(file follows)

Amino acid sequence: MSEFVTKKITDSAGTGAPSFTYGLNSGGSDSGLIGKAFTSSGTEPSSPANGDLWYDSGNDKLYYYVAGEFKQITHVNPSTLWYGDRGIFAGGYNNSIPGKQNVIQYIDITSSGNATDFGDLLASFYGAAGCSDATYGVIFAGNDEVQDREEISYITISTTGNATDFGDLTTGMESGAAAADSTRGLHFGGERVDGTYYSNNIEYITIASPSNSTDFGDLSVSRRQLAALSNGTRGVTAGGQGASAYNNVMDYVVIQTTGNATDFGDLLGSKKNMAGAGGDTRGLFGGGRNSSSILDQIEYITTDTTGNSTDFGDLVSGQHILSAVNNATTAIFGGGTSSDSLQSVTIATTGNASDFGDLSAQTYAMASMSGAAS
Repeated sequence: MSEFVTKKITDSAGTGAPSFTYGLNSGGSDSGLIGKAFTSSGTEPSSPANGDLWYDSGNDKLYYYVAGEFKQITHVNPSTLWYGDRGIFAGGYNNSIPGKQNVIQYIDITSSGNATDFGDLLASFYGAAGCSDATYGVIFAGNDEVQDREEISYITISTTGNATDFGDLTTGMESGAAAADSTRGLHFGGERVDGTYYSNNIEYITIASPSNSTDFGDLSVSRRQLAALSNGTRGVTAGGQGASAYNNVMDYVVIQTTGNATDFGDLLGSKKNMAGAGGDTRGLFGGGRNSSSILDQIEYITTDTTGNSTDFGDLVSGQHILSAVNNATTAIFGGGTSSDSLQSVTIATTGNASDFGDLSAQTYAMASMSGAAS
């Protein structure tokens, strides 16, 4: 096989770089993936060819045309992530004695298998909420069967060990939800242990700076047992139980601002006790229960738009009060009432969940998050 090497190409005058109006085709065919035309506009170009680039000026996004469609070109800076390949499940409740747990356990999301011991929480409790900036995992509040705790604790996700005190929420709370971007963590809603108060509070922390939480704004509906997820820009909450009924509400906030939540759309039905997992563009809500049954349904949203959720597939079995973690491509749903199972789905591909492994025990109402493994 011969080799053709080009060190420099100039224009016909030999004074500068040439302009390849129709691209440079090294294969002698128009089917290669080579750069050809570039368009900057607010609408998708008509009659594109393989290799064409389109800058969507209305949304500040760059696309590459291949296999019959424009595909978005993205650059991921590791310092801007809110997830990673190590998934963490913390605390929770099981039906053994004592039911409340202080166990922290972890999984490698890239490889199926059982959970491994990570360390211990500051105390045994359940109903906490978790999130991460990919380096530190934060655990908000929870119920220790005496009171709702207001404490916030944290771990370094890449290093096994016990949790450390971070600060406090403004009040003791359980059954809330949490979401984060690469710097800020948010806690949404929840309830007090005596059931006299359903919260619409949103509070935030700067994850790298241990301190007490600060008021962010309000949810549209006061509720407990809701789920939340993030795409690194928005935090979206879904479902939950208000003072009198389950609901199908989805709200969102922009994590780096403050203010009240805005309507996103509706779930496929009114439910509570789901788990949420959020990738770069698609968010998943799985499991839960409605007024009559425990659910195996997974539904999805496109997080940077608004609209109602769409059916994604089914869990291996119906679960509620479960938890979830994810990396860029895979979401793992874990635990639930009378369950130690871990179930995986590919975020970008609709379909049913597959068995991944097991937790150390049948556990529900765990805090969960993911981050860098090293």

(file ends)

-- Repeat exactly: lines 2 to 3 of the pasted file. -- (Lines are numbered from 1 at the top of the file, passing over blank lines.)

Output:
Repeated sequence: MSEFVTKKITDSAGTGAPSFTYGLNSGGSDSGLIGKAFTSSGTEPSSPANGDLWYDSGNDKLYYYVAGEFKQITHVNPSTLWYGDRGIFAGGYNNSIPGKQNVIQYIDITSSGNATDFGDLLASFYGAAGCSDATYGVIFAGNDEVQDREEISYITISTTGNATDFGDLTTGMESGAAAADSTRGLHFGGERVDGTYYSNNIEYITIASPSNSTDFGDLSVSRRQLAALSNGTRGVTAGGQGASAYNNVMDYVVIQTTGNATDFGDLLGSKKNMAGAGGDTRGLFGGGRNSSSILDQIEYITTDTTGNSTDFGDLVSGQHILSAVNNATTAIFGGGTSSDSLQSVTIATTGNASDFGDLSAQTYAMASMSGAAS
């Protein structure tokens, strides 16, 4: 096989770089993936060819045309992530004695298998909420069967060990939800242990700076047992139980601002006790229960738009009060009432969940998050 090497190409005058109006085709065919035309506009170009680039000026996004469609070109800076390949499940409740747990356990999301011991929480409790900036995992509040705790604790996700005190929420709370971007963590809603108060509070922390939480704004509906997820820009909450009924509400906030939540759309039905997992563009809500049954349904949203959720597939079995973690491509749903199972789905591909492994025990109402493994 011969080799053709080009060190420099100039224009016909030999004074500068040439302009390849129709691209440079090294294969002698128009089917290669080579750069050809570039368009900057607010609408998708008509009659594109393989290799064409389109800058969507209305949304500040760059696309590459291949296999019959424009595909978005993205650059991921590791310092801007809110997830990673190590998934963490913390605390929770099981039906053994004592039911409340202080166990922290972890999984490698890239490889199926059982959970491994990570360390211990500051105390045994359940109903906490978790999130991460990919380096530190934060655990908000929870119920220790005496009171709702207001404490916030944290771990370094890449290093096994016990949790450390971070600060406090403004009040003791359980059954809330949490979401984060690469710097800020948010806690949404929840309830007090005596059931006299359903919260619409949103509070935030700067994850790298241990301190007490600060008021962010309000949810549209006061509720407990809701789920939340993030795409690194928005935090979206879904479902939950208000003072009198389950609901199908989805709200969102922009994590780096403050203010009240805005309507996103509706779930496929009114439910509570789901788990949420959020990738770069698609968010998943799985499991839960409605007024009559425990659910195996997974539904999805496109997080940077608004609209109602769409059916994604089914869990291996119906679960509620479960938890979830994810990396860029895979979401793992874990635990639930009378369950130690871990179930995986590919975020970008609709379909049913597959068995991944097991937790150390049948556990529900765990805090969960993911981050860098090293």